Of course not. What Exelon wants is far, so far from a bailout: “He said they want lawmakers to create a model to regulate a fair and equitable marketplace, identify what needs to be done to improve the grid and recognize nuclear power is a carbon-free source of energy.”
In other words, Exelon wants to be assured a permanent profit to give Illinois the privilege of receiving electricity from a bunch of aging, uneconomic reactors.
The real kicker comes later in the story, when the NEI guy says that if the reactors were shut down, “the energy needed for those homes would come from somewhere, but likely would cost more and be generated from a source producing more carbon emissions.”
But the entire reason the reactors are uneconomic is that they can’t compete price-wise with the competition (primarily rapidly growing wind power and natural gas). So it is extremely improbable that power would cost more, since it already costs less than the reactors can provide.
Since the lights have stayed on throughout Illinois, it’s pretty safe to say their power hasn’t really been needed much either. And to the extent power is needed, it is far more likely to come from wind and solar power–and, if Illinois put its mind to it, energy efficiency–all of which would actually cause reduced carbon emissions nationally, if not in Illinois itself. Which shouldn’t matter–we all live on the same planet.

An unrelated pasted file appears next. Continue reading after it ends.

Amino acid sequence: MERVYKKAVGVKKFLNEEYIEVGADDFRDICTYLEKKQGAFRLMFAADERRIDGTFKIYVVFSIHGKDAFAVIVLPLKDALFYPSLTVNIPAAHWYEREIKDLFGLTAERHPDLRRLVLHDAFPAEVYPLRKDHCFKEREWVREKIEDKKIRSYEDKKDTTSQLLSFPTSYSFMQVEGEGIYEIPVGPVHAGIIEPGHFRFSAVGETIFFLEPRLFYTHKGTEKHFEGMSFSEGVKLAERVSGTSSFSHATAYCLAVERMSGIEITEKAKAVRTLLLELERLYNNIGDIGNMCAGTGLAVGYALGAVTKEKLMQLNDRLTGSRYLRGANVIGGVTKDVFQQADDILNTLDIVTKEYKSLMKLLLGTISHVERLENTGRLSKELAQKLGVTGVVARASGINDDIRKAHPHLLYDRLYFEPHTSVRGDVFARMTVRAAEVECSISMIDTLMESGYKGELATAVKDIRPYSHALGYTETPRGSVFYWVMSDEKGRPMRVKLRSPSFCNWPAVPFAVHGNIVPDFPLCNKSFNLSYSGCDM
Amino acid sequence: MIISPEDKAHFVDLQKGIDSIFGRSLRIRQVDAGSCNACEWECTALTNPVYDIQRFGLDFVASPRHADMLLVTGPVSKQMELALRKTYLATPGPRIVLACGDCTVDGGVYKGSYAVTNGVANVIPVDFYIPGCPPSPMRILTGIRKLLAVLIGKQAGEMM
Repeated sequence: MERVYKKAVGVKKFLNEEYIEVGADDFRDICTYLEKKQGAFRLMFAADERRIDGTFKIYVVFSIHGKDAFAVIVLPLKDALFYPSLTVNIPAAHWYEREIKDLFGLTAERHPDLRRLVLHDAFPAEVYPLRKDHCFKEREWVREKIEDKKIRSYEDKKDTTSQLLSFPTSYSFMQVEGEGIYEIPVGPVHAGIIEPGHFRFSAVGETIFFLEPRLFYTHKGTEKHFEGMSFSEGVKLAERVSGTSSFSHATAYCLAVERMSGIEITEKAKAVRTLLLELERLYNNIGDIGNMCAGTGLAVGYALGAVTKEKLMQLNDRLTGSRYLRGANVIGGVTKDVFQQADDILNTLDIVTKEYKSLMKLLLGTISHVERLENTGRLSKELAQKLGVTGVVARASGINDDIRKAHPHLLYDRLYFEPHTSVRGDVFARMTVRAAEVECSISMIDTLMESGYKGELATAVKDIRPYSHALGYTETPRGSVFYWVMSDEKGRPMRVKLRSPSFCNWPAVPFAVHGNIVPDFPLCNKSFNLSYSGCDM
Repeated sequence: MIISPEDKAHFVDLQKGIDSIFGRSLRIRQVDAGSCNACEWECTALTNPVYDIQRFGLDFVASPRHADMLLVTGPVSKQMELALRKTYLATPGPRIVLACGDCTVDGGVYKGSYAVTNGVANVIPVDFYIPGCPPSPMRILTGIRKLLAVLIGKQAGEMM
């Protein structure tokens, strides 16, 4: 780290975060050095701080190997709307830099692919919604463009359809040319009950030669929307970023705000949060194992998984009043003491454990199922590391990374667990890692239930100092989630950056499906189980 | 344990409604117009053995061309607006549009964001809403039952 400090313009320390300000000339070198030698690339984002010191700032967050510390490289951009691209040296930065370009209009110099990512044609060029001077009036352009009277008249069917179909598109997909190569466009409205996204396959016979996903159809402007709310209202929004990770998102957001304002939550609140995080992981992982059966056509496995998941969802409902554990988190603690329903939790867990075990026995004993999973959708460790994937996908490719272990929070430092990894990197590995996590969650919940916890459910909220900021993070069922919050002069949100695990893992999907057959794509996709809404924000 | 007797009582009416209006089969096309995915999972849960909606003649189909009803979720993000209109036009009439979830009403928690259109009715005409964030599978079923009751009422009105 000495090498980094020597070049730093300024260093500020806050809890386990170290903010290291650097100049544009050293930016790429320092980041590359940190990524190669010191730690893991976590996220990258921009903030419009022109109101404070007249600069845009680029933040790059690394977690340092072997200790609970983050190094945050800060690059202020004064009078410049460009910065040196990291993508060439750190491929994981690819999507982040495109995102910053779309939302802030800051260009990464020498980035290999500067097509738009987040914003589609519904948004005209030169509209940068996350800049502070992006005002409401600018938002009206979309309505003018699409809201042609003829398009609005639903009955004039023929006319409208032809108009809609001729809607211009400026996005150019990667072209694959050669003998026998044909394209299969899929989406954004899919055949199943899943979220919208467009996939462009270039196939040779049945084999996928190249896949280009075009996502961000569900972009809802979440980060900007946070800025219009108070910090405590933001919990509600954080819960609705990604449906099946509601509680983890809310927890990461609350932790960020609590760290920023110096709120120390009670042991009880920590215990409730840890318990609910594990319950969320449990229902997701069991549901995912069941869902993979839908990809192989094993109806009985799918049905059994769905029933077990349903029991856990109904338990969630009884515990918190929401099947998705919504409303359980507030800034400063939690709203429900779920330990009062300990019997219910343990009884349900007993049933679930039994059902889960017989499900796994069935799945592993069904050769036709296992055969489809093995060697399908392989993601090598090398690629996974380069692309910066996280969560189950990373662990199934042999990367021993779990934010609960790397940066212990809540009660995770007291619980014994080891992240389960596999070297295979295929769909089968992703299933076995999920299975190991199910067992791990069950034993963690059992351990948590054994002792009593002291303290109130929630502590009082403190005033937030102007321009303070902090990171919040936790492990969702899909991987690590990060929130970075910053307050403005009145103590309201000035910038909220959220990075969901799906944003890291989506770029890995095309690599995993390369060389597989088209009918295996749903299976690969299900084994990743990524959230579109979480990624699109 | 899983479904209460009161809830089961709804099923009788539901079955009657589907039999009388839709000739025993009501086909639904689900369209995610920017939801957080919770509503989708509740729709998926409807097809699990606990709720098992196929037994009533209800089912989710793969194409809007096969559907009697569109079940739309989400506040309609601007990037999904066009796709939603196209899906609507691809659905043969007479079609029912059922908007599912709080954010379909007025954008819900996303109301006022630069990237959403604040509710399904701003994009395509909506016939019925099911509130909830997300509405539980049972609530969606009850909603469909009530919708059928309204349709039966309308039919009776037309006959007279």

It’s the same all over
Back in 1968 Canned Heat toured the world for the first time, came back to the U.S. and wrote a great song called “Same All Over,” which was about the fact that the hippie revolution was indeed taking place all over the globe.
It’s a far different era, and a subject even further removed, but in the nuclear power business the Same All Over mantra applies.
Just as Exelon, Entergy, Duke and the rest of the big U.S. nuclear utilities are trying desperately to hold on to their increasingly decrepit reactors that can no longer turn a profit, so too is Electricite de France looking for government help to keep its aging reactor fleet operating.
Here’s the first paragraph of Bloomberg’s piece yesterday on incoming EDF CEO Jean-Bernard Levy: “Electricite de France SA’s new chief pleaded with lawmakers for higher power tariffs to improve the finances of the state utility and its fleet of aging reactors.”
Yep, its the same all over: the aging reactor syndrome is accompanied by the utility rate hike (or some other form of bailout) syndrome. Not only as Southern Company is proving at Vogtle, EDF is proving at its new reactor project in Flamanville, France and Areva has proven over and over again in Finland are new reactors too expensive to build, but as reactors age and require more and more maintenance and safety upgrades as a result of disasters like Fukushima, they too become uneconomic–even when the reactors themselves are fully paid for. Too uneconomic to compete with the continually plummeting costs of renewables and the near-negative cost of energy efficiency.
And that, my friends, is how the nuclear power age will end–by being forced to price itself out of existence.
Take that thought with you as you give thanks this week.
We too will be giving thanks for that these next few days; we expect to return on Monday.
November 26, 2014